Jeffrey Tiel

Where and when

Summary: Professional soldiers and academics have spent considerable effort trying to conclude when it is permissible to set aside the usual moral prohibition against killing in order to achieve the goals set before them. What has received much less attention, however, is when it is appropriate to set aside other moral considerations such as the prohibitions against deception, theft, and blackmail. This makes some sense, since if it is moral to kill someone, whether or not it is appropriate to deceive him seems to be trivial in comparison. But members of the intelligence community, both military and non-military, must determine for times of peace as well as war when it is appropriate to set aside the usual prohibitions in order to achieve national objectives.

For this Colloquium, Dr. Tiel will be presenting a paper, co-written with Major Tony Pfaff. The purpose of this paper is to provide a framework for military and non-military intelligence professionals for answering and discussing these questions. By applying insights from Kantian and Lockean ethics, the authors seek to describe an ethics of the intelligence profession that permits a combination of ethical restraint and intelligence effectiveness.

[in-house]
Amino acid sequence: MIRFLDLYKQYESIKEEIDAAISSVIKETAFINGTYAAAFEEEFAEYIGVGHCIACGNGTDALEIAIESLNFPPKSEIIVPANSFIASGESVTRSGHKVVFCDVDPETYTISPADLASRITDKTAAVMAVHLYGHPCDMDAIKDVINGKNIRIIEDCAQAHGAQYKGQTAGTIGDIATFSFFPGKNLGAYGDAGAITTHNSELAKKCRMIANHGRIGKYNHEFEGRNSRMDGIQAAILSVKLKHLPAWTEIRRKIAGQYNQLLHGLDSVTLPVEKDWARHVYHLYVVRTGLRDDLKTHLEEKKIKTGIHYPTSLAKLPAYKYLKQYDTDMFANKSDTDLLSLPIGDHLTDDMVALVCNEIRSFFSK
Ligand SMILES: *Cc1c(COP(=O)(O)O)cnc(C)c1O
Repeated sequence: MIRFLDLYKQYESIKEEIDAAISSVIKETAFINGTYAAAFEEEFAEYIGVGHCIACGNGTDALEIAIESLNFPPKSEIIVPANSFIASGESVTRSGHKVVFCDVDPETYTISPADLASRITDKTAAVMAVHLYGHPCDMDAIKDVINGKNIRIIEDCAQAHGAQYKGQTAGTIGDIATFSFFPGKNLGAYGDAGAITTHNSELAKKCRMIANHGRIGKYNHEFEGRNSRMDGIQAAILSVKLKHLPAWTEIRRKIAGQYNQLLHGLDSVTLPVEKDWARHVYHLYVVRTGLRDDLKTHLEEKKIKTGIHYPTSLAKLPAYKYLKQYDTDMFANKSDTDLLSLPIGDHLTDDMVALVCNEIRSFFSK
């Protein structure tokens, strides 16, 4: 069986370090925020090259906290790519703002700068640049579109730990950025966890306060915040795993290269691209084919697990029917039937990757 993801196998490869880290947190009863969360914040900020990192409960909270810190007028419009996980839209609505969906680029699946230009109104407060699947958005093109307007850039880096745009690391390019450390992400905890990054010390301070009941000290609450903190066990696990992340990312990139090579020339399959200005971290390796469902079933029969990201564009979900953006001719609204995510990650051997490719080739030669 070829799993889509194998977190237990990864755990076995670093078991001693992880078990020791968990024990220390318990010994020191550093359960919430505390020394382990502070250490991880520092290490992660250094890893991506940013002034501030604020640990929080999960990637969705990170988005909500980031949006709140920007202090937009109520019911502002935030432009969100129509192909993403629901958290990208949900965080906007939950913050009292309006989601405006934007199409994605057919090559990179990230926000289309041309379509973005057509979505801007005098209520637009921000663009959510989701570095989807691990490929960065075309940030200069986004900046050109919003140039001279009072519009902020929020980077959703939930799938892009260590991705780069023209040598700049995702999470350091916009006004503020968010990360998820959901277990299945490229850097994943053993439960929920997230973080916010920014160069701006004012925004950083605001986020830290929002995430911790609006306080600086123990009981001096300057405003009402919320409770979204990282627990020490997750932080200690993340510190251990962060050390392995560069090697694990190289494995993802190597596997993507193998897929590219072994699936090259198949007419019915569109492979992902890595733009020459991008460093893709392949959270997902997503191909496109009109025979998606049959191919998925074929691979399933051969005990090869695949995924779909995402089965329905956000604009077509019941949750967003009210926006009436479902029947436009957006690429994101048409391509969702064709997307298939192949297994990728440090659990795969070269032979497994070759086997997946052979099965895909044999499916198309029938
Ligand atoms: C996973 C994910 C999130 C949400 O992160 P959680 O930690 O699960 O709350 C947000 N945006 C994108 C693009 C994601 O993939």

Dr. Jeffrey Tiel is an Associate Professor of Philosophy at Ashland University in Ashland, OH, where he also serves as the Director of the Academic Honors Program. He received his BA at the University of Scranton, his MA and PhD from Vanderbilt University, and he has been the recipient of the Salvatori Fellowship as well as numerous other awards and honors. He has held appointments as an assistant professor in philosophy at Vanderbilt University in Nashville, TN and an assistant professor in philosophy at the United States Military Academy at West Point, NY prior to his current position. He has published and presented numerous articles and papers related to military ethical themes including the ethics of biological warfare, the neutrality of states in an age of terrorwar, and journalism in psychological warfare.